Only, emotive factive verbs, and the dual nature of polarity dependency

The main focus of this article is the occurrence of some polarity items (PIs) in the complements of emotive factive verbs and only. This fact has been taken as a challenge to the semantic approach to PIs (Linebarger 1980), because only and factive verbs are not downward entailing (DE). A modification of the classical DE account is proposed by introducing the notion of nonveridicality (Zwarts 1995, Giannakidou 1998, 1999, 2001) as the one crucial for PI sanctioning. To motivate this move, it is first shown that two solutions in the direction of weakening classical monotonicity do not work: Strawson DE (von Fintel 1999) and weak DE (Hoeksema 1986). Weakening DE systematically either overgenerates or undergenerates, in either case failing to characterize the correct set of licensers. Nonveridicality is introduced as a conservative extension of DE and is shown to account for PIs also in contexts that are not DE (i.e. questions, modal verbs, imperatives, directive propositional attitudes). This theory, augmented with the premise that certain PIs (i.e. the liberal class represented by any) are subject to a weaker polarity dependency identified not as LICENSING but as RESCUING by nonveridicality, explains the occurrence of this particular class with only and emotive factive verbs. Crosslinguistic comparisons illustrate that the occurrence of PIs with only and emotive factives is not a general phenomenon, and further support the dual nature of polarity dependency and the semantic characterization of the elements that license or rescue PIs.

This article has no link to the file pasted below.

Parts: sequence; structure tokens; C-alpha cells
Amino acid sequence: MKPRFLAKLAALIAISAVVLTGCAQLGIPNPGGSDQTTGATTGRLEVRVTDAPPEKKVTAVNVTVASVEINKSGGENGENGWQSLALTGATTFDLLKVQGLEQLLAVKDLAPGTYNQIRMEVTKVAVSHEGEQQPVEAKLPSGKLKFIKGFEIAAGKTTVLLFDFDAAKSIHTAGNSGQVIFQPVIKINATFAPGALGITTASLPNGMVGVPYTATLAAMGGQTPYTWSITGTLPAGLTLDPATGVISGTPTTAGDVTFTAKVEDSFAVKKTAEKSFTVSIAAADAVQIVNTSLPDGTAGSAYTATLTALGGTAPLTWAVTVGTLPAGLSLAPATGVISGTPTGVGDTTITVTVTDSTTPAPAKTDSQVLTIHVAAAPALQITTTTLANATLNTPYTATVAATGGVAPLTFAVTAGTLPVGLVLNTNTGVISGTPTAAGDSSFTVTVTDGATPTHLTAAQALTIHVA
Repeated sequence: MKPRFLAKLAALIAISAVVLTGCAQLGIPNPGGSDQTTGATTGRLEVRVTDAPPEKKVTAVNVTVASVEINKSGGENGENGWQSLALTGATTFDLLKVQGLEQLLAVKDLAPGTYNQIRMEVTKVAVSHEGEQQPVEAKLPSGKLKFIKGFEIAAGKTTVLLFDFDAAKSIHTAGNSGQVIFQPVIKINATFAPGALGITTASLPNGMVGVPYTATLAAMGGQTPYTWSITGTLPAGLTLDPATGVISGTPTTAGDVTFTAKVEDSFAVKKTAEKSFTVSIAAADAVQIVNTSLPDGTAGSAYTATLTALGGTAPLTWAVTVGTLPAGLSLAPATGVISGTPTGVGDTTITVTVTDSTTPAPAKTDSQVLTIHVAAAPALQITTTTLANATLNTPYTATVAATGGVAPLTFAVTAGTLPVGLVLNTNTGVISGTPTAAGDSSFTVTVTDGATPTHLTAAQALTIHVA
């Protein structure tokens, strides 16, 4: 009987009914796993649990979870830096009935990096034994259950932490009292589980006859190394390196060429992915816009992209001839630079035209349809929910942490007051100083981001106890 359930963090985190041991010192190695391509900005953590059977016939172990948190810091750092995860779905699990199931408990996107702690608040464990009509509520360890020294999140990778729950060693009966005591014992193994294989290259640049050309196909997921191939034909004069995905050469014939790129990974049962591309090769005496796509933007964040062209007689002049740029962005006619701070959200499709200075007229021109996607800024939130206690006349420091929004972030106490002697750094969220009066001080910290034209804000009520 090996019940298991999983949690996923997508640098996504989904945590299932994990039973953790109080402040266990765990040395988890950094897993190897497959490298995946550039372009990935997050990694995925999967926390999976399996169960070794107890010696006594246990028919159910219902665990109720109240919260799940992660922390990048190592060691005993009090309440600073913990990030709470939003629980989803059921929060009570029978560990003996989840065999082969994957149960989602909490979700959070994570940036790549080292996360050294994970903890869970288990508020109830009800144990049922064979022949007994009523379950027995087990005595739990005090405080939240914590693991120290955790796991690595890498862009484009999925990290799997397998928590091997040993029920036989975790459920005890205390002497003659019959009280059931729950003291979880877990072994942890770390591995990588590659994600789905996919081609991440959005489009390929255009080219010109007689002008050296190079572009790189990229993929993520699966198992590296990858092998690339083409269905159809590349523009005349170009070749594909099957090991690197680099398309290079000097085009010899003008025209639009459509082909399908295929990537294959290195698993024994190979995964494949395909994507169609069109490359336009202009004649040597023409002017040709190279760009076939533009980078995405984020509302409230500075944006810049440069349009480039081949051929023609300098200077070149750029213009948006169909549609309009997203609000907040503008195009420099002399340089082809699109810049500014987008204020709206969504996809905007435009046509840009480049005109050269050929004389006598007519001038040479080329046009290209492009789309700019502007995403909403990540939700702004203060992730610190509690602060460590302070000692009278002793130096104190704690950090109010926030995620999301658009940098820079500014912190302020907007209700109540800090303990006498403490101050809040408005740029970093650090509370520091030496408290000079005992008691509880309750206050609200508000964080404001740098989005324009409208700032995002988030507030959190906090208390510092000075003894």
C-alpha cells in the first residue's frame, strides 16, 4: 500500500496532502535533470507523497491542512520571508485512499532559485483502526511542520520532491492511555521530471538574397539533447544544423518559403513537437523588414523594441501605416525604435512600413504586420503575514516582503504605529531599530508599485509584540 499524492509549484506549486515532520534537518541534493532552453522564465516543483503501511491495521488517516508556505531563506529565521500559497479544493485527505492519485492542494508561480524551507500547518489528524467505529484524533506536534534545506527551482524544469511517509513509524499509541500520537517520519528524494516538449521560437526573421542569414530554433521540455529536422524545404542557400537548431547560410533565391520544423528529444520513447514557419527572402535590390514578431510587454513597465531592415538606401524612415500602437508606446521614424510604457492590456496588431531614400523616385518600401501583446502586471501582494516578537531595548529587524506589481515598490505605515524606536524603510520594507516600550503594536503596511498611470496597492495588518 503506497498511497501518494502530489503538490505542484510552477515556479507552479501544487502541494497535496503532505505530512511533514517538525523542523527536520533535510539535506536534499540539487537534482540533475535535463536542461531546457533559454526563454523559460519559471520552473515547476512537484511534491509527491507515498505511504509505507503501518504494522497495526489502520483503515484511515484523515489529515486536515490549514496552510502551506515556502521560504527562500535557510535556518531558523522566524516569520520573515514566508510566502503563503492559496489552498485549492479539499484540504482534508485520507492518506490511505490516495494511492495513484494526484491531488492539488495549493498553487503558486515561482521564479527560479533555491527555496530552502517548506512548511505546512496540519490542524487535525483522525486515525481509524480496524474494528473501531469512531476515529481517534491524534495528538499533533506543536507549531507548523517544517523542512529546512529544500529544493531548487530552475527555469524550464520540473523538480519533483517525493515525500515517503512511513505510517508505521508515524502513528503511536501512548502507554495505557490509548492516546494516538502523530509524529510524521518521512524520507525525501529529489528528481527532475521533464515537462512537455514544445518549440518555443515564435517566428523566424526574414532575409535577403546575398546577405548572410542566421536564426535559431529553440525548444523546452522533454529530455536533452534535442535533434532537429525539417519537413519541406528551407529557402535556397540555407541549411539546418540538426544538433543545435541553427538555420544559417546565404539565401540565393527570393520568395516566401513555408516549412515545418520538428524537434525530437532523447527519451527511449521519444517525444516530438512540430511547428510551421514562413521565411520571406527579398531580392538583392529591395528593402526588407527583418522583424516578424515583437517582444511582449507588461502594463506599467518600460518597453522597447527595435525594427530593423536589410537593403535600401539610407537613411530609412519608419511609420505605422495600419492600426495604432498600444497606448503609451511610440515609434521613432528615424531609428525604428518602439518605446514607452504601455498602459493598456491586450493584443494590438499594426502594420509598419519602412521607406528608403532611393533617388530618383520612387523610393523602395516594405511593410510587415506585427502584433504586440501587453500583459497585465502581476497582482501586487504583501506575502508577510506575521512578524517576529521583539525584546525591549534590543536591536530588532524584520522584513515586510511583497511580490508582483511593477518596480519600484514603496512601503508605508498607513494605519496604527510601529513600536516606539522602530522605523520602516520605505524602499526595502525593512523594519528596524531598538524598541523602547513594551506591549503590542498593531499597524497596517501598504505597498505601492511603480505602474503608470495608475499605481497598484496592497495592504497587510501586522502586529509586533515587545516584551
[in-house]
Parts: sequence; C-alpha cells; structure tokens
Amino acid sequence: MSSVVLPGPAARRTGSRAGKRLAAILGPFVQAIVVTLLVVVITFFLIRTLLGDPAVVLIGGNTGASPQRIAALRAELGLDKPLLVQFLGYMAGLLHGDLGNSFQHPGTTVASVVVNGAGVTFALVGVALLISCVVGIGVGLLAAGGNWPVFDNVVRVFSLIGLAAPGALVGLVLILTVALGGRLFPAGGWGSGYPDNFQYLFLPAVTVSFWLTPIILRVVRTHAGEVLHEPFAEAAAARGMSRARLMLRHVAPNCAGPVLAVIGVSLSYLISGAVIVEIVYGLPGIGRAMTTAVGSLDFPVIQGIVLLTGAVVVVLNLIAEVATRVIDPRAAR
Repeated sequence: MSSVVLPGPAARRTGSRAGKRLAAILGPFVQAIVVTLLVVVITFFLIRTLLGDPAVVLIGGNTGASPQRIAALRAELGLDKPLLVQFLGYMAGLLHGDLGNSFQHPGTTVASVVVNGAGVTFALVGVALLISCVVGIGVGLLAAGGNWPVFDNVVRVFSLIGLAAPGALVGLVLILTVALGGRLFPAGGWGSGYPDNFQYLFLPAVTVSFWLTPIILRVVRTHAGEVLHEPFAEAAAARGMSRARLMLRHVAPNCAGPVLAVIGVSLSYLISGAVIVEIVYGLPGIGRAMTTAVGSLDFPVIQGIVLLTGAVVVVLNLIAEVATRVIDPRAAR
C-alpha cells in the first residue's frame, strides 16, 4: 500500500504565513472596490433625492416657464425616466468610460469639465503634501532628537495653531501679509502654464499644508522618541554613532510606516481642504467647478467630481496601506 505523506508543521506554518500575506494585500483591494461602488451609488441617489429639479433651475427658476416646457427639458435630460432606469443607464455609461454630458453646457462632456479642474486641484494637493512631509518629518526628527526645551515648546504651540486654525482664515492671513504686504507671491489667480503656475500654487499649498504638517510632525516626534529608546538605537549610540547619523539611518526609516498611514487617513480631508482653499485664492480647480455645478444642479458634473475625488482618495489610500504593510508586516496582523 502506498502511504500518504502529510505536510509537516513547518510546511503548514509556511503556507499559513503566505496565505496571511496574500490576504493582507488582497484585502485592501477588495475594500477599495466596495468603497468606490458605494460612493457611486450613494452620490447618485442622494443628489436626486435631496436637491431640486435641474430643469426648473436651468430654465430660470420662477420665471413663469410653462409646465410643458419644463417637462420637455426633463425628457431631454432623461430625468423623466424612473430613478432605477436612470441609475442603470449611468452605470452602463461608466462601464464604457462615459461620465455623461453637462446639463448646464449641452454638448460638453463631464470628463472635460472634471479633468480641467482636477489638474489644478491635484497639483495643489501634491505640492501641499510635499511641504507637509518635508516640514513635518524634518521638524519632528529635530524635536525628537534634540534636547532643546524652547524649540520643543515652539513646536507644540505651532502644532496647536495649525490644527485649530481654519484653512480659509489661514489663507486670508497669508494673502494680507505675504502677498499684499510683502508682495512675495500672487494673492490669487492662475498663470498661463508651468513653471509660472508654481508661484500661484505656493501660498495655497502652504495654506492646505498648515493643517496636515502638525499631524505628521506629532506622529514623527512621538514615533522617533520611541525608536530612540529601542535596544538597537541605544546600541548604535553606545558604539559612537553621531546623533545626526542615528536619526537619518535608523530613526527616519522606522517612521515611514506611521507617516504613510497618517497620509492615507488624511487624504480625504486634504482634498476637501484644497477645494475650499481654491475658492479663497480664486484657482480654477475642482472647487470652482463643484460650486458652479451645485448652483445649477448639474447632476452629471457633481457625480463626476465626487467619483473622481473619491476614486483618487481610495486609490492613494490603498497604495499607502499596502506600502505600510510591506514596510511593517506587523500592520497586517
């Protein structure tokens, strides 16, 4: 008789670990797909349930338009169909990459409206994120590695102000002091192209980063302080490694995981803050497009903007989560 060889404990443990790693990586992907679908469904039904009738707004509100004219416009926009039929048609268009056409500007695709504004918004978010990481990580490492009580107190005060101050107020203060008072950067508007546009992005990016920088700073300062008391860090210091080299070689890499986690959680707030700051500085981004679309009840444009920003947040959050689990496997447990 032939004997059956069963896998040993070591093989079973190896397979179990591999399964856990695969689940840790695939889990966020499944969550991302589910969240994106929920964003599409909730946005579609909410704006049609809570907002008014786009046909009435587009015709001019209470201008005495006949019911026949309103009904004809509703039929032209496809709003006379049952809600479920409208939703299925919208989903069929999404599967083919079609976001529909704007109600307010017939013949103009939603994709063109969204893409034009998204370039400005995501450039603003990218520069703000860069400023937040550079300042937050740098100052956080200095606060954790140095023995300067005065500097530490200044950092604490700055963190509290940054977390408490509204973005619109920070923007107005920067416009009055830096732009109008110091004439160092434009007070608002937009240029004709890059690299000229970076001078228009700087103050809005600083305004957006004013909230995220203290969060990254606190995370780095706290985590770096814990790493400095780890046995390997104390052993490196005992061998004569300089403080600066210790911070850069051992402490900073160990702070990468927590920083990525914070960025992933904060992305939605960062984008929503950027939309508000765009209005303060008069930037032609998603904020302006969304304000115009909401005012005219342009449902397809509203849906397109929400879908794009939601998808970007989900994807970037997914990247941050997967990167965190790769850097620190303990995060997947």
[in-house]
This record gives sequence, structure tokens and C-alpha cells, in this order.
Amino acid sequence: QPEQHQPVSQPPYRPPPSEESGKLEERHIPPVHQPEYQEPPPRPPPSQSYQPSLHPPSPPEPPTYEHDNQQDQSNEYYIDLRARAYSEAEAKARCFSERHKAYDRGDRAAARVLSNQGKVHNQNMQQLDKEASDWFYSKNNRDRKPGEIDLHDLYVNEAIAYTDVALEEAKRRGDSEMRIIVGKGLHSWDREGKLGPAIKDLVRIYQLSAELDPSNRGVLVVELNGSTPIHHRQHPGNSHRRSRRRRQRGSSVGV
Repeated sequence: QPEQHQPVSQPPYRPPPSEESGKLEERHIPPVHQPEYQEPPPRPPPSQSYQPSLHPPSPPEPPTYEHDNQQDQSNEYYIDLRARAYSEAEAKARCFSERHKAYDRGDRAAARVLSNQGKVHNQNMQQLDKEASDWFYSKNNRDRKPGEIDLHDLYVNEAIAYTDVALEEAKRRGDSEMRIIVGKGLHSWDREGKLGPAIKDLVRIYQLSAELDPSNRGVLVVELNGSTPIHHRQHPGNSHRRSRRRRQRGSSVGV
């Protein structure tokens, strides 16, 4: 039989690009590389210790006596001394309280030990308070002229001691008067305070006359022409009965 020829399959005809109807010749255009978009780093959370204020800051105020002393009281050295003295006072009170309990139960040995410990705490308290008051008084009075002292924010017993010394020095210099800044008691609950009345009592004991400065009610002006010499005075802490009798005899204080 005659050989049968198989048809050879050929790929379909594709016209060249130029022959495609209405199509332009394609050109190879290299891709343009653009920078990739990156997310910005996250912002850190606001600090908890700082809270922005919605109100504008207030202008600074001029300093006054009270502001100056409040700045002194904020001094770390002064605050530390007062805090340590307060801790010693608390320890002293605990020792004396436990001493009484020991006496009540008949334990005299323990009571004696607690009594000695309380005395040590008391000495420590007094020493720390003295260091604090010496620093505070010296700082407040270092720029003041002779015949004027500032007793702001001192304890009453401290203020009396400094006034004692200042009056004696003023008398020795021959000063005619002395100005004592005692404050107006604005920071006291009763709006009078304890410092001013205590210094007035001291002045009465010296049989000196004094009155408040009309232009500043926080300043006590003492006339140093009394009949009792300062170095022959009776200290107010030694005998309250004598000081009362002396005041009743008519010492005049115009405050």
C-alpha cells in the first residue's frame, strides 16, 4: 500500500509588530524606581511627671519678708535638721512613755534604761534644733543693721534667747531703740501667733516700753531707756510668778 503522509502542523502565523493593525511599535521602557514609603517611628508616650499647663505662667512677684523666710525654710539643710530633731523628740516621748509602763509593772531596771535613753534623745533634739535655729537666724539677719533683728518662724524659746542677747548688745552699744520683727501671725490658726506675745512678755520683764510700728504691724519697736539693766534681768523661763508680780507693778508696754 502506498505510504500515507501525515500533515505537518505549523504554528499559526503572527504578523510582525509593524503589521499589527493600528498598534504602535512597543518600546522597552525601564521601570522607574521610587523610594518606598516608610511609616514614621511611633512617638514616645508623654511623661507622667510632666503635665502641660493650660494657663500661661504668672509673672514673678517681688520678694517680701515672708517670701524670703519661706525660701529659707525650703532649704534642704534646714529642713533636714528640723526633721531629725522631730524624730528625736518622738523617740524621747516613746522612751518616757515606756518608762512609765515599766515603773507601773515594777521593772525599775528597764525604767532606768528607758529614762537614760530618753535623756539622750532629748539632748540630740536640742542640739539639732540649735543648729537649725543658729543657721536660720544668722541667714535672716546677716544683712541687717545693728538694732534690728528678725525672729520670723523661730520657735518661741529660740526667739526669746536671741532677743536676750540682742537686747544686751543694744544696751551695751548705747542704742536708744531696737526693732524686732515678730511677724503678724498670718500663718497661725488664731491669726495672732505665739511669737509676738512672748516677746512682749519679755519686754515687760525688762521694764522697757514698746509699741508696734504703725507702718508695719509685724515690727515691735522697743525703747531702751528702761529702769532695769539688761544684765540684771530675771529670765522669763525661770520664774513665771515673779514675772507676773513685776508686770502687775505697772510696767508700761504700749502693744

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Jon R. Gajewski (2011). Licensing Strong NPIs. Natural Language Semantics 19 (2):109-148.
Jon Robert Gajewski (2007). Neg-Raising and Polarity. Linguistics and Philosophy 30 (3):289-328.
Jon Gajewski (2008). NPI Any and Connected Exceptive Phrases. Natural Language Semantics 16 (1):69-110.

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